Beautiful frenzied months followed, leading to the foundation of a cultural association called Educarta (Edu = education and Carta = paper), to spread in my city the use of origami as a teaching and therapeutic tool. Since then my life has changed radically, and 18 months ago I decided to leave the other jobs I was doing and work full time with origami.
What ignited your creation process? What happened that turned you from a passive folder into a creator? Do you fold other people models nowadays? If so, do you have a favorite designer? What is the source for your new ideas?
Alessandra: I've always been attracted by the creative aspect of origami, but I began creating my own models only after a few lucky encounters during some conventions. At the beginning it was mainly a matter of finding the courage of attempting to create something and not a technical problem, it looked to me as a fascinating thing, but so difficult and far from my capacities. During my first CDO convention, in 2010, I had the luck of meeting you (Ilan Garibi), who taught me the first tessellations and the extremely important concept that errors can be also seen as the beginning of creating something new. Since then, I started experimenting, and a few months later, at the AEP convention in Madrid, in spring 2011, I enjoyed many long discussions with Pasquale D'Auria and Herman Van Goubergen; I wanted to understand how to proceed to create a new model, and for days I pestered them with questions on this topic. In particular, I remember that Herman told me about some aspects he find important in the creation process, and I realize now they became key points for me too: trying not to waste paper, using as few layers as possible, and asking me why I want to create a specific subject, if it's to express an idea or to focus on some aspect of the figure... and if I'm really interested in creating the n-th origami version of a given animal without having my personal point of view to express about it!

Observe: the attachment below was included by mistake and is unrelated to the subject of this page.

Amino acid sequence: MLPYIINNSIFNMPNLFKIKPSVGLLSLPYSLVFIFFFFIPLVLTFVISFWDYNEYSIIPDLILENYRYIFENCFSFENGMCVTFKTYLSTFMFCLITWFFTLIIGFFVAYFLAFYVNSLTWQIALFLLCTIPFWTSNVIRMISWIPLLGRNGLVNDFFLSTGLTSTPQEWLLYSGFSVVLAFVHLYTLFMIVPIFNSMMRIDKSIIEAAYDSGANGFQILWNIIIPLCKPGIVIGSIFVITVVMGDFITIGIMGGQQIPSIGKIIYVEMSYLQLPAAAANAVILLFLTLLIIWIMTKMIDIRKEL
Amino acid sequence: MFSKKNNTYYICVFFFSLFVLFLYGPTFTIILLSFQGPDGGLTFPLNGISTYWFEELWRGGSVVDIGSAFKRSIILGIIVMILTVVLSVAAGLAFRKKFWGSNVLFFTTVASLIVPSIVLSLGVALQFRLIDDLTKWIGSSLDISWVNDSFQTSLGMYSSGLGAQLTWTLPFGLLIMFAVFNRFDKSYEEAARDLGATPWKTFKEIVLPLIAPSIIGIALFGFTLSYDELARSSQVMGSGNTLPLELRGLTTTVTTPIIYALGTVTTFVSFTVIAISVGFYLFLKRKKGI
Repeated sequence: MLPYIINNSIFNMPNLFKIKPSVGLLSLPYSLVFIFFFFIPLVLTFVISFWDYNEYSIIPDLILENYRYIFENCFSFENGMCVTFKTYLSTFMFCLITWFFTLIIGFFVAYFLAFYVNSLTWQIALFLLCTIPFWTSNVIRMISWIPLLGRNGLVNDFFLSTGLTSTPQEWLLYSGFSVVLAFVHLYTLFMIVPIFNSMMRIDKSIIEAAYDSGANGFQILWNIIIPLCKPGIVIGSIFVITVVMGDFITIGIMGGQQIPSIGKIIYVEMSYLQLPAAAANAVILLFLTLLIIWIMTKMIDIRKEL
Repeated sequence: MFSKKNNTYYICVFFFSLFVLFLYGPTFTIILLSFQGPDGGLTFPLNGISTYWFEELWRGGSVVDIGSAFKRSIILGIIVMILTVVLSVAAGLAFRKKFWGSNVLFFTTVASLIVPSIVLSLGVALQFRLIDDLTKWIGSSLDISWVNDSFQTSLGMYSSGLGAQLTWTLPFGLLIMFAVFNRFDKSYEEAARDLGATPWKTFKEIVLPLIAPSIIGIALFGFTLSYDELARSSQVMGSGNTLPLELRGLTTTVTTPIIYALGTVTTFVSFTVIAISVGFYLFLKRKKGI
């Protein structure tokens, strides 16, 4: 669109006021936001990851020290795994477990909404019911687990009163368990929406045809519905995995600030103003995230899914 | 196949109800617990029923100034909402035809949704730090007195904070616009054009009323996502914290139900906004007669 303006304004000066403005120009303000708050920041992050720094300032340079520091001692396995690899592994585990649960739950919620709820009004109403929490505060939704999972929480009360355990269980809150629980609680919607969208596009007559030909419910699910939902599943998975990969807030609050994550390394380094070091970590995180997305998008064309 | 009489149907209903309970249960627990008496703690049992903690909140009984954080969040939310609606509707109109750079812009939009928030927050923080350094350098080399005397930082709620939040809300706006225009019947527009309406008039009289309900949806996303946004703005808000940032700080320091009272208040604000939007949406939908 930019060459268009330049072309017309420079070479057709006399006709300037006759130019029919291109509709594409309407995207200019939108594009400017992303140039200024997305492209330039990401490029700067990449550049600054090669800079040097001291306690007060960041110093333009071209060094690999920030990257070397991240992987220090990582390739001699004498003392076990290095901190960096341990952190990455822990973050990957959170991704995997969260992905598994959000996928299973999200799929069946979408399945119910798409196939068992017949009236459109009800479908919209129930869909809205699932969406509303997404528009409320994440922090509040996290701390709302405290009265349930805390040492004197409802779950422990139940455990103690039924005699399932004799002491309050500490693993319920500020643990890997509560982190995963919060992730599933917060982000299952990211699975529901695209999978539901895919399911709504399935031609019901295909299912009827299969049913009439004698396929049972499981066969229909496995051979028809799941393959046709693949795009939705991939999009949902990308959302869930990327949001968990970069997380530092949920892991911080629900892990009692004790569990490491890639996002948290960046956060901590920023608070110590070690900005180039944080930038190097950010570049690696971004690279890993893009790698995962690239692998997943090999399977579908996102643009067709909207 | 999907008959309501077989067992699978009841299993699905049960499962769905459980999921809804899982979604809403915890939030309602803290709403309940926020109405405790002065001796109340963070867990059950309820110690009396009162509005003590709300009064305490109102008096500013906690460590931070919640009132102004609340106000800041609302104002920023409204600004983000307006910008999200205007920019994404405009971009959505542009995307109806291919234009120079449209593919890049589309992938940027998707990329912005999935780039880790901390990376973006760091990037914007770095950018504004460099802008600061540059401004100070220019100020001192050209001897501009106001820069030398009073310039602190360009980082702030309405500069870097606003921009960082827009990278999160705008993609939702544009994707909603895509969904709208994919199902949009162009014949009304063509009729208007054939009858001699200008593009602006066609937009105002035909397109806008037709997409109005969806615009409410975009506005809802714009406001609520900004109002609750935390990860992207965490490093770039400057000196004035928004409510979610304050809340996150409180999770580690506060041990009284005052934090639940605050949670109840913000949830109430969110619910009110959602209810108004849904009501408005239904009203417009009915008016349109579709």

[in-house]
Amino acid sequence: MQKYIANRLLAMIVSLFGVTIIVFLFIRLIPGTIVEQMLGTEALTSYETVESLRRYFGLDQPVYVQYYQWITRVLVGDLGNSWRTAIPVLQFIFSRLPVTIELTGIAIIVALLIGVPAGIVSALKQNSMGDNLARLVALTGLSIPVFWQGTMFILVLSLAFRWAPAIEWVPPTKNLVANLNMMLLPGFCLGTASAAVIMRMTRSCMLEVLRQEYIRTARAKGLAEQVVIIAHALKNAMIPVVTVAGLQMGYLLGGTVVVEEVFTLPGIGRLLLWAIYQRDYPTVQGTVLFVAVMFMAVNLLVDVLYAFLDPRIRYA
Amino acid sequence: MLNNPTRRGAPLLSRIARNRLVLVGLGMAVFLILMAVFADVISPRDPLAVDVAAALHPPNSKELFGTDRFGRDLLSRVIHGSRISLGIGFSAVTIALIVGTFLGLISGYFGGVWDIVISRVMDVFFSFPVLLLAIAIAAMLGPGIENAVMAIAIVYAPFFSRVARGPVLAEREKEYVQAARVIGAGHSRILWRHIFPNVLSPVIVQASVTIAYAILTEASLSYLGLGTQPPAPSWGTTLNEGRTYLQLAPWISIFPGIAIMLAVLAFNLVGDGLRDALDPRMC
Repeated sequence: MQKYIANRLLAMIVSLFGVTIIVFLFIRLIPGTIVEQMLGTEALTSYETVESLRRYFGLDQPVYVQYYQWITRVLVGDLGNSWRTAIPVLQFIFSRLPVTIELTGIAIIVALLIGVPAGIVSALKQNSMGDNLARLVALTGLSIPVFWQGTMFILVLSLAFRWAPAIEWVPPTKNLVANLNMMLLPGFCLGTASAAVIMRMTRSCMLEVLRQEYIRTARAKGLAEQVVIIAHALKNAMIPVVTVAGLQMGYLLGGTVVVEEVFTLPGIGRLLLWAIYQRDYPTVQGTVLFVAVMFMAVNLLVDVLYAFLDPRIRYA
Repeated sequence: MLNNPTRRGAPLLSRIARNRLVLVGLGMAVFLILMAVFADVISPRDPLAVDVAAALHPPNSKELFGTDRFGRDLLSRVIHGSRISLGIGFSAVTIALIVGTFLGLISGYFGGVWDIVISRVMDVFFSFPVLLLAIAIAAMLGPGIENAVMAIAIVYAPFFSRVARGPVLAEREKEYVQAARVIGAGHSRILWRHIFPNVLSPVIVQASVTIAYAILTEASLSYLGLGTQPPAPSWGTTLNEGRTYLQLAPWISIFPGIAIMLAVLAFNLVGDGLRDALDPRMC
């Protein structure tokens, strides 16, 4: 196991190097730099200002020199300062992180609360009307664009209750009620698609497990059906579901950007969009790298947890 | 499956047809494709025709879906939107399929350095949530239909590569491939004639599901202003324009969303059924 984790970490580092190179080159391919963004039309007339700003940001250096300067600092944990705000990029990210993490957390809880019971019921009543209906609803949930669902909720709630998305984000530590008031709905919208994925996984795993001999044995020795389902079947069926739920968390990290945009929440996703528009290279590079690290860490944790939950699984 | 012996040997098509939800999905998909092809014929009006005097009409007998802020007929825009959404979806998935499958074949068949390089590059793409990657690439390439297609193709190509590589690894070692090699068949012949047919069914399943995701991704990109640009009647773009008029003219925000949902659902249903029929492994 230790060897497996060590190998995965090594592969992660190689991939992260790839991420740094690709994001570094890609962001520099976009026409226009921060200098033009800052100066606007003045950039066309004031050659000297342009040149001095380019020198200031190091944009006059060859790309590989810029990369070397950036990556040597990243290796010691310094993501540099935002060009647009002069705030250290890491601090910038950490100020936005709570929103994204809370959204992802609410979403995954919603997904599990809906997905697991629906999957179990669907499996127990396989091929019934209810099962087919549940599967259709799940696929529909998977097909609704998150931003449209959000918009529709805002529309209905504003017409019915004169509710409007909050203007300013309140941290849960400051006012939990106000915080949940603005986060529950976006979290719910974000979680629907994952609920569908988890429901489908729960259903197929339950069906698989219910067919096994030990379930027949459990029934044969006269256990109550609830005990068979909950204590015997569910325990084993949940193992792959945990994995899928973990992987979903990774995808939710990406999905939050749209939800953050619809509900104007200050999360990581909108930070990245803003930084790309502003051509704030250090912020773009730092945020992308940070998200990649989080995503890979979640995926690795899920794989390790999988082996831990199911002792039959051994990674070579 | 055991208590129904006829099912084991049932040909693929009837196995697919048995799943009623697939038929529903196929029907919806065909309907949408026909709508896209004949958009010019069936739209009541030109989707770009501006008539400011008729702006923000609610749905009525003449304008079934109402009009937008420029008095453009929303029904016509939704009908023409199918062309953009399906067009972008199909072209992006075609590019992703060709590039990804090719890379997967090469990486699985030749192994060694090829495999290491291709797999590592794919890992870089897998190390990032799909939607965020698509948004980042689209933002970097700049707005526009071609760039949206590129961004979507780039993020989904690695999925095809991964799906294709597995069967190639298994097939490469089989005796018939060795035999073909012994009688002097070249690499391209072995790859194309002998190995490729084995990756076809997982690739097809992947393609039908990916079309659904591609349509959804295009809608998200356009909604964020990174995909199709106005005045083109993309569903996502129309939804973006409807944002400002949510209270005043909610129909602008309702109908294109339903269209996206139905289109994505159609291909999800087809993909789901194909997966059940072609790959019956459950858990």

Even after I started to create my own models, I still like a lot to fold models by other authors, although now I dedicate less time to it. I usually prefer folding models of completely different kinds than the ones I'm used to create, as complex ones with very long sequences; usually what I like most is the process and the relaxing time spent folding, instead of the finished result, and it often happens that I leave them a few steps before the end, before the final shaping. My fingers especially love the nice and pleasing sequences of some authors as Roman Diaz and Hideo Komatsu; there are many other authors that I love for different reasons, but these are the ones I prefer to fold.